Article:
RT–PCR analysis

We used sense and antisense primers and Superscript II (Gibco BRL) to amplify total RNA from cell lines, patient samples, and various human tissues, as well as a commercial preparation of fetal brain total RNA (Clontech, Palo Alto, CA, USA). OCI-LY2, OCI-LY3, OCI-LY4, OCI-LY7, OCI-LY13.2, and OCI-LY18 are the cell lines established at Ontario Center Institute from high-grade malignant lymphomas (Tweeddale et al., 1987). The resultant products were purified and sequenced as described above. Sequences of primers used for the RT–PCR were primer pair 1 (Figure 4a): sense, 5'-cagcgtgccctctcctacctgcatgagagc-3' (MASL1 cDNA nucleotide numbers 2101–2130); antisense, 5'-gcatgtggattgggcgatcctctcttaagg-3' (MASL1 cDNA nucleotide numbers 2990–2961); primer pair 2 (Figure 4b): sense, 5'-cagcgtgccctctcctacctgcatgagagc-3' (MASL1 cDNA nucleotide numbers 2101–2130); antisense, 5'-gcaacccaaggcaacatttactcgctcgct-3' (MASL1 cDNA nucleotide numbers 3090–3061); primer pair 3 (Figure 4c): sense, 5'-cacgctacagtgtccagatcaaca-3' (MASL1 cDNA nucleotide numbers 2687–2717); antisense, 5'-agcagcaaattagagacactttgc-3' (BAC326E7 nucleotide numbers 102 669–102 646); primer pair of 14q21 element (primer pair 4): sense, 5'-cagtgaatctacacgctgagaacc-3' (BAC326E7 nucleotide numbers 102358–102381); antisense, 5'-agcagcaaattagagacactttgc-3' (BAC326E7 nucleotide numbers 102 669–102 646). The thermal-cycler was a PE GeneAmp Systems 2400 (Perkin Elmer, Foster City, CA, USA). Denaturation was performed at 94°C for 1.5 min; annealing and extension steps were performed, respectively, for 1.5 min at 58°C and 2.5 min at 72°C for 30 cycles, respectively. Bands were checked electrophoretically on 1.5% agarose gels in TBE buffer (0.089 M Tris, 2 mM EDTA (pH 8.0)) at 50 V for 60 min.

Nucleotide sequence analysis

Amplified fragments were separated by means of a low-melting point gel electrophoresis and purified, after which 50 ng of fragments was used for direct sequencing with the dideoxy chain termination method using an ABI PRISM Dye Terminator Cycle Sequencing Ready Reaction Kit (Perkin Elmer).

Constructs of MASL1 and chimeric MASL1

cDNAs containing the open reading frame of MASL1 and chimeric MASL1 were generated with total RNA of fetal brain and OCI-LY8, respectively. The following primers were used for RT–PCR: MASL1 primer sense, 5'-cccaagcttcccgccatggctgggatggacagtggcaa-3'; antisense, 5'-cggaattctcactggtttctgtgcttttcaccaacatt-3'; Chimeric MASL1 primer sense, 5'-cccaagcttcccgccatggctgggatggacagtggcaa-3'; antisense, 5'-cggaattctcagaacaaatgaaaccagtttccactctg-3'. Each fragment was inserted into the cloning site of the pcDNA3.1 (Invitrogen, Carlsbad, CA, USA) vector by means of HindIII and EcoRI digestion.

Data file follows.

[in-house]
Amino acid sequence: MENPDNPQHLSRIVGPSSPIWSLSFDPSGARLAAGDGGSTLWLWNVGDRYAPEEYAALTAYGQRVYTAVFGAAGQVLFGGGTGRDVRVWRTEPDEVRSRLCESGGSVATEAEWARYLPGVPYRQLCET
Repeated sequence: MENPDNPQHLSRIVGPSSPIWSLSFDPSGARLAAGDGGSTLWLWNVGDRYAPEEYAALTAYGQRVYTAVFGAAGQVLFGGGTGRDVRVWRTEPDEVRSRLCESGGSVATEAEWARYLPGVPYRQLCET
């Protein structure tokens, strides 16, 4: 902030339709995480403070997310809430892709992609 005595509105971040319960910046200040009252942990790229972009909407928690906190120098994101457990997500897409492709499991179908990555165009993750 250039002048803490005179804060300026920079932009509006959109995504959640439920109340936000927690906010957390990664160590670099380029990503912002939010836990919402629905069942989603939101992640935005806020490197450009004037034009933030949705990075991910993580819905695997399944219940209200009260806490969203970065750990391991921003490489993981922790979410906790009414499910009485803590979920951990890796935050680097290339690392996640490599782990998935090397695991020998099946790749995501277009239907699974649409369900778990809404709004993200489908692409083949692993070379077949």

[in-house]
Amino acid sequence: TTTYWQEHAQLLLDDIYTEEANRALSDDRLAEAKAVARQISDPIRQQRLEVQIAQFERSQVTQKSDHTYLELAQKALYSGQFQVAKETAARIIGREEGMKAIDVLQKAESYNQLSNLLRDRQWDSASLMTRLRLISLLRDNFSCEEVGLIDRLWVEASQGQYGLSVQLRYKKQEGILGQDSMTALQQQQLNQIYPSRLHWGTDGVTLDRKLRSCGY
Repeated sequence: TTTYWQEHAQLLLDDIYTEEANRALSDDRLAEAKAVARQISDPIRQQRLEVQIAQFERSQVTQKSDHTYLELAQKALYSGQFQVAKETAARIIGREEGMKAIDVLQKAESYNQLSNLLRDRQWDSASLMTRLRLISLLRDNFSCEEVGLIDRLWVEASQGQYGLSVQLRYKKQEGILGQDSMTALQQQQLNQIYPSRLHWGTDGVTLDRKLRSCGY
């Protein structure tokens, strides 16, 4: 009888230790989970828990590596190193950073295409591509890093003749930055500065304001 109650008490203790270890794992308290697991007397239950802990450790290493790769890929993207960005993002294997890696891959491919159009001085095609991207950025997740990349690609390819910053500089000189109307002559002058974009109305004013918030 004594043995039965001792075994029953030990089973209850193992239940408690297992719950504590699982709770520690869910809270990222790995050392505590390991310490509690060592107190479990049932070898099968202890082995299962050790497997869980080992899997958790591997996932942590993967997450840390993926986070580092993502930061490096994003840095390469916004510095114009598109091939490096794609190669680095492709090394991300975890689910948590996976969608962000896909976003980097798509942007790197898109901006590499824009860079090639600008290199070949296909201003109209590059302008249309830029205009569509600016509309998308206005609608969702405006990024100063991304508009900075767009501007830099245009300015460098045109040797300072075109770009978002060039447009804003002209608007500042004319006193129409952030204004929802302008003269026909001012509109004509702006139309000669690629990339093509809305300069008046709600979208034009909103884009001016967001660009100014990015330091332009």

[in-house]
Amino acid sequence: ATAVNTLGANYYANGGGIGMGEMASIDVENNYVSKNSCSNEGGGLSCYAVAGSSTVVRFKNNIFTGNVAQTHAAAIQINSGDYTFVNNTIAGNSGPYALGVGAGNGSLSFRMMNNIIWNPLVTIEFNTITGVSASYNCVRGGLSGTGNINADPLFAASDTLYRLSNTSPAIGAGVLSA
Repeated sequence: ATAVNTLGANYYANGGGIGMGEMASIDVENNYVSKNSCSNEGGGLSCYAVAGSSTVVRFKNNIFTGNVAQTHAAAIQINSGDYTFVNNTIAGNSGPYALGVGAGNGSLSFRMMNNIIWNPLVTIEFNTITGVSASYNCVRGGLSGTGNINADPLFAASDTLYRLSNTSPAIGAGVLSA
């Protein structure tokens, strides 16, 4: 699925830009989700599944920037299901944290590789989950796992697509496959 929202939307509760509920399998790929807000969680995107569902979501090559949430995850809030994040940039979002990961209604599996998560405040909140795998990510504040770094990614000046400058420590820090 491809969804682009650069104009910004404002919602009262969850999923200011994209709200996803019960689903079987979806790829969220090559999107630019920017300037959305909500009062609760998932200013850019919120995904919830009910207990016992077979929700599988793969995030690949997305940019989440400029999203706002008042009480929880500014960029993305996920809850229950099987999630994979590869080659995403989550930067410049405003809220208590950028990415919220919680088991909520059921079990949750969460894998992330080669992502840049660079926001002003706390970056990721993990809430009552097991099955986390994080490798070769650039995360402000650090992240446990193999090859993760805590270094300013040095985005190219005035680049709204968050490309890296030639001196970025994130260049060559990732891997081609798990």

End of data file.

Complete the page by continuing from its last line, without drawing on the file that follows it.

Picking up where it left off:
Focus assay

The constructs of MASL1 (10 mug), chimeric MASL1 (10 mug), and vector (pcDNA3.1, 10 mug) were transfected into NIH3T3 by means of calcium-phosphate precipitation (Sin et al., 1979) with the Profection Mammalian Transfection Systems (Promega, Madison, WI, USA). The culture mediaum was Iscove+10% calf serum, and the positive control activated H-ras (10 mug, plasmid: pEJ6.6). At 2 days after completion of transfection, the cells were trypsinized and split cells were placed in 1/20 in new 100-mm dishes. The Foci were counted on day 21.

Nude mouse assay (Exps 1 and 2)

In the Exp 1, number of foci was counted in focus assay at day 21, and the cells were used for nude mice assay. Cells (5 times 106) were injected subcutaneously at the right and left backs of 7–8-week-old female CD-1 nude mice (Charles River Co., Yokohama, Japan). The tumor growth was monitored twice a week. In Exp 2, 5 times 106 cells of transfectants were injected to the mice 3 days after transfection.

Nude mice assay with drug-selected NIH3T3 cells (Exp 3)

For the nude mouse experiment, drug-elected transfectants were also used (Table 1, experiment 3). In all, 10 mug of construct (MASL1, chimeric MASL1, or vector) was added as a calcium phosphate precipitate to each 100-mm culture dish containing 5 times 105 cells in 10 ml of Iscove+10% calf serum. After incubation for 4 h, dishes were replenished with a fresh medium containing 10% calf serum. After an additional 24 h, the cells in each plate were trypsinized and seeded onto two 100-mm dishes containing 0.4 g of antibiotic G418 (Gibco BRL, Gaithersburg, MD, USA) per liter. Refeeding of the cultures was carried out at 3-day intervals and the plates reached confluency after 10 days. Then, cells were harvested and 3 times 106 cells were injected subcutaneously at the right and left backs of 8-week-old female nude mice.



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This work was supported in part by a Grant-in-aid for the Second-Term Comprehensive 10-year Strategy for Cancer Control from the Ministry of Health and Welfare Japan; a Grant-in-aid for Science on Primary Areas (Cancer Research); and a Grant-in-aid for Encouragement of Young Scientists from the Ministry of Education, Science and Culture, Japan.